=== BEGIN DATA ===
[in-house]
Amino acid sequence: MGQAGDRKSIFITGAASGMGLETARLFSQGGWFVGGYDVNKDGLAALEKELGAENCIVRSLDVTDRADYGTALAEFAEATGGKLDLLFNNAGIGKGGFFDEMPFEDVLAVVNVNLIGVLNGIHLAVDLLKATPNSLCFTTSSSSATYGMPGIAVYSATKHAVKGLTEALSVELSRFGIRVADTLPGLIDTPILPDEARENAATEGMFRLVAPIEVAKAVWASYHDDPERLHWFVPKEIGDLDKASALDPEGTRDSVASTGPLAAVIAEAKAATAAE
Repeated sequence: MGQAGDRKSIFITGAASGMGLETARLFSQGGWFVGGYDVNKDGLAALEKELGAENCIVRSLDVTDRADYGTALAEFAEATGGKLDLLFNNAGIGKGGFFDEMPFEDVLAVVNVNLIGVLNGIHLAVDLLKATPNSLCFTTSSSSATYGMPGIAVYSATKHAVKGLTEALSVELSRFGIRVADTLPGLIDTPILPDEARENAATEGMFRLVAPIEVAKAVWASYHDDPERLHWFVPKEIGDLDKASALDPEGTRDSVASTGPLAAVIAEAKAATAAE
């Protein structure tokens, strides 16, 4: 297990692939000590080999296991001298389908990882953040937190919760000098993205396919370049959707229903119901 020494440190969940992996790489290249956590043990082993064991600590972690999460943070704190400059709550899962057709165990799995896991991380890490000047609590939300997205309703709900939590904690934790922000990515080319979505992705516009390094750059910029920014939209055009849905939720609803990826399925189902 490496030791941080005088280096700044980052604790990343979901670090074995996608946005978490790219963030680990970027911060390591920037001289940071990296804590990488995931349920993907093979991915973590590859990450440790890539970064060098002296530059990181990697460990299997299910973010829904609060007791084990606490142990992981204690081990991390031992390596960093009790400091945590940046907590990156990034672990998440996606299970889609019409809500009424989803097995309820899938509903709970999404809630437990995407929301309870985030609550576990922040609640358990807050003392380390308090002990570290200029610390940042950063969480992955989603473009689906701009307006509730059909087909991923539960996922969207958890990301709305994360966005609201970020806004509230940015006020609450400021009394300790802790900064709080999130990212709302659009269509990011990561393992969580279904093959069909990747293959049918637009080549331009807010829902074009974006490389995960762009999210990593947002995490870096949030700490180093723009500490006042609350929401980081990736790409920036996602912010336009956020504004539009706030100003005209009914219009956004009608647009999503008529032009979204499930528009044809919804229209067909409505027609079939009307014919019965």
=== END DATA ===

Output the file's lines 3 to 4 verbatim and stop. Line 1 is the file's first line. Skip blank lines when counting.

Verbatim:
Repeated sequence: MGQAGDRKSIFITGAASGMGLETARLFSQGGWFVGGYDVNKDGLAALEKELGAENCIVRSLDVTDRADYGTALAEFAEATGGKLDLLFNNAGIGKGGFFDEMPFEDVLAVVNVNLIGVLNGIHLAVDLLKATPNSLCFTTSSSSATYGMPGIAVYSATKHAVKGLTEALSVELSRFGIRVADTLPGLIDTPILPDEARENAATEGMFRLVAPIEVAKAVWASYHDDPERLHWFVPKEIGDLDKASALDPEGTRDSVASTGPLAAVIAEAKAATAAE
């Protein structure tokens, strides 16, 4: 297990692939000590080999296991001298389908990882953040937190919760000098993205396919370049959707229903119901 020494440190969940992996790489290249956590043990082993064991600590972690999460943070704190400059709550899962057709165990799995896991991380890490000047609590939300997205309703709900939590904690934790922000990515080319979505992705516009390094750059910029920014939209055009849905939720609803990826399925189902 490496030791941080005088280096700044980052604790990343979901670090074995996608946005978490790219963030680990970027911060390591920037001289940071990296804590990488995931349920993907093979991915973590590859990450440790890539970064060098002296530059990181990697460990299997299910973010829904609060007791084990606490142990992981204690081990991390031992390596960093009790400091945590940046907590990156990034672990998440996606299970889609019409809500009424989803097995309820899938509903709970999404809630437990995407929301309870985030609550576990922040609640358990807050003392380390308090002990570290200029610390940042950063969480992955989603473009689906701009307006509730059909087909991923539960996922969207958890990301709305994360966005609201970020806004509230940015006020609450400021009394300790802790900064709080999130990212709302659009269509990011990561393992969580279904093959069909990747293959049918637009080549331009807010829902074009974006490389995960762009999210990593947002995490870096949030700490180093723009500490006042609350929401980081990736790409920036996602912010336009956020504004539009706030100003005209009914219009956004009608647009999503008529032009979204499930528009044809919804229209067909409505027609079939009307014919019965």